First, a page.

My point isn't that propensity to comment isn't uniformly distributed among readers of ACX. It's much more specific: The population of ACXers who post are different across a number of characteristics from the population of ACXers who read but don't participate in the comments. The example that springs to mind from one ACX survey or another I remember is political leanings. Commenters tended to be more right wing than readers.

Expand full comment

Reminds me of a game I played and worked on as an open source dev where the entire forum and dev community was focused 90% on MP play, but if you looked at stats 97% of the actual player base was SP only.

Expand full comment

Was that by any chance freeciv?

Expand full comment

No but very similar project (Wesnoth).

Expand full comment

As someone who reads regularly but rarely comments I can confirm this.

Expand full comment

Ranked choice is actually really good at finding polarizing choices. Every step asks which options got the fewest first place choices, then kicks them out. The end result is that a option which is everyone's second choice gets removed instantly; the only thing that matters is the number of diehard fans.

This is one of the reasons I dislike ranked choice. Approval is, honestly, better.

Expand full comment

Approval voting gives you the contestant who annoys the least amount of voters. The problem here is the least known contestants can often end up winning; people seldom disapprove of what they don't yet know of.

Plurality voting (FPP) encourages the contestants to define themselves as what the other is not and for most contestants to withdraw from competition so that only two realistic choices remain.

Ranked choice is somewhere in the middle: allowing some polarisation (you must be well-known to win), but not so much that you discourage too many people from giving you a high secondary ranking.

The middle way is always best.

Expand full comment

Aristotle was very wise.

Expand full comment

All hail Thanos.

Expand full comment

You assertion about approval voting suprises me; in the few votes I have seen using it, if I don't know who someone is and what their capabilities are, I don't vote for them.

Do you have studies I can read?

Expand full comment

Sorry, I don't. Just experience from watching a lot of elections; a relative unknown can get some lucky favourable media coverage (for example at a debate), that's most of what people know about them, then win and have quite disappointing performance in office.

The archetypal example here in NZ was Peter Dunne.

Expand full comment

IRV with vote exhaustion and most-votes-wins (which is what was done here) is far worse about this than full majoritarian IRV (in which you only need a fairly-small primary vote to snowball to victory).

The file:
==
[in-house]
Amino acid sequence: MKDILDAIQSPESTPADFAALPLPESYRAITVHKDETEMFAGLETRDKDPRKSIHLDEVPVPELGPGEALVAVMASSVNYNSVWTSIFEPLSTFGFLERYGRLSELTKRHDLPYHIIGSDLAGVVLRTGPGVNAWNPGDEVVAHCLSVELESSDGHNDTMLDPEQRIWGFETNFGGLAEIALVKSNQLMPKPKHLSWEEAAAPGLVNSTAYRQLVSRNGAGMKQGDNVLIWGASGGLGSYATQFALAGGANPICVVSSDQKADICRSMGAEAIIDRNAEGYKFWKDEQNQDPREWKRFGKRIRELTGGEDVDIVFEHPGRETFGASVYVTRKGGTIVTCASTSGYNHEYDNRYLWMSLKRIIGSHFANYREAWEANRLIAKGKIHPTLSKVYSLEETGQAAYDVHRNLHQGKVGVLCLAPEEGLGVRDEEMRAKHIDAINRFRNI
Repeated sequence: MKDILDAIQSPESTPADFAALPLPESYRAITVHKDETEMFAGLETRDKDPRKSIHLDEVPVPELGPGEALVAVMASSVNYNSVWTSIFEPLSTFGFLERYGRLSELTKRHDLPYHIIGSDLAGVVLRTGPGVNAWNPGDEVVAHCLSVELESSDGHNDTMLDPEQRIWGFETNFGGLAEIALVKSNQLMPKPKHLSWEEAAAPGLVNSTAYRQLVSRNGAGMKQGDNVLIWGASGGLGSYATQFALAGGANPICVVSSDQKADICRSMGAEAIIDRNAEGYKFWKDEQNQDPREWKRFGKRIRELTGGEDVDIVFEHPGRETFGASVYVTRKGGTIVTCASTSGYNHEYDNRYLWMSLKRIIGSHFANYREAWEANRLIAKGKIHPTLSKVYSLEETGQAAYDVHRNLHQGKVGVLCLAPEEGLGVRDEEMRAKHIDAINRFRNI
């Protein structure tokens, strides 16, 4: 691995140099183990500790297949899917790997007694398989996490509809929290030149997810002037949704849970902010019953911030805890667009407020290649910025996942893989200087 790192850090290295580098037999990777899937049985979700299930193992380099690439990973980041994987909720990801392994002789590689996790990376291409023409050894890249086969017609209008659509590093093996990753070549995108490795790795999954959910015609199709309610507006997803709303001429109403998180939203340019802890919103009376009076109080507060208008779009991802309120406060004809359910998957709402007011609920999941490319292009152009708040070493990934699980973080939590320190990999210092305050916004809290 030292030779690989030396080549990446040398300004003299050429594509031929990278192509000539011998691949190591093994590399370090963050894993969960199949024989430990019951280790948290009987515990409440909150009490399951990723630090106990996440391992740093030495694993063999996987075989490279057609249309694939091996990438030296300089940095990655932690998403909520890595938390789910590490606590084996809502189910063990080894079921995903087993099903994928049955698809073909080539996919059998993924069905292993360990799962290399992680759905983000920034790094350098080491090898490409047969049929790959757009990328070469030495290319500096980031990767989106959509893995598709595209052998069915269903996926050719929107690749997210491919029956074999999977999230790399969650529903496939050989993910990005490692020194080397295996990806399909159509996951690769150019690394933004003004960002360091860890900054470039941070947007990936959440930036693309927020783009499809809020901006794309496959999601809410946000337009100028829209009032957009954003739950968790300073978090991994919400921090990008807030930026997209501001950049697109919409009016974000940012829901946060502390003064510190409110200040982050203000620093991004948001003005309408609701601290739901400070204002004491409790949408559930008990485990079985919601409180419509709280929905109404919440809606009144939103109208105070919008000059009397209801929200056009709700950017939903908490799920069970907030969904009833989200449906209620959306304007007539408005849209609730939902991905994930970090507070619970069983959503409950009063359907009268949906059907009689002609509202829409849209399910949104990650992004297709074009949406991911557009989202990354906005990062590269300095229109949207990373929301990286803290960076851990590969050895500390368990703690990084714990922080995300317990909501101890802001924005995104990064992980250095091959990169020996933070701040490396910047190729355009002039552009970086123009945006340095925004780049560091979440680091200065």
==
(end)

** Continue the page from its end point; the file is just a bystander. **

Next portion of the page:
Expand full comment

Do not conflate ranked choice with instant runoff; there are other (Condorcet) methods that still use ranked ballots but do not have the unique flaws of IRV.

ETA: everyone's second choice, if first is fragmented, will absolutely prevail under Condorcet.

Expand full comment
Sep 16, 2023·edited Sep 16, 2023

No, no, no, no, no! Sorry, but this is really bugging me: this was NOT a ranked-choice voting system. And it wasn't proper instant-runoff voting either. A real ranked-choice system lets you rank ALL the options (at least if you want to) and counts all of your preferences. If the majority (as I strongly suspect) would have preferred "On The Marble Cliffs" to "The Educated Mind", a real IRV count would have redistributed the preferences from all other entries (once they had been eliminated) between those two, and the former would have won.

How it was actually counted was MUCH closer to first-past-the-post than to actual ranked-choice. I don't begrudge this at all, as I understand a ranked-choice vote would have been difficult and time-consuming to count. And also, I would have had no problem with just using FPTP in the first place.

But for the love of God, please let's not pretend this was a real ranked-choice vote. It should be described as either "modified FPTP" or "very limited RCV/IRV" or something similar. And being in effect a form of FPTP, it's not at all surprising that it has that system's same problems of electing highly polarising options.

Expand full comment

I'm not sure I understand. What is your understanding of how this voting worked, and what specifically did it do or not do that makes it not count as ranked choice?

Expand full comment

Okay, imagine this was the first-preference vote (totally made up, and using only five contestants):

The Educated Mind: 88

Cities and the Wealth of Nations: 50

On the Marble Cliffs: 32

Man's Search for Meaning: 19

Zuozhuan: 11

Case 1, under first-past-the-post, there are no further rounds or preferences, and Mind wins.

Case 2, how it was done with only three preferences allowed: Zuozhuan is eliminated, its voters all had Meaning as their second choice (they like epic historical stuff), which now has 30 votes, still the lowest, and is eliminated next. Those 30 votes flow to Cliffs.

Mind: 88

Cliffs: 62

Cities: 50

Now imagine all the Cities voters had Zuozhuan as their second choice, and Meaning as their third. Since those have both been eliminated, and they were only allowed three preferences, those votes all exhaust and have no further effect. Cities is eliminated, and Mind has 88 votes to Cliffs' 62, and Mind again wins. None of the 112 people who didn't vote for Mind get to express a preference between Mind and Cliffs (just like they didn't in case 1).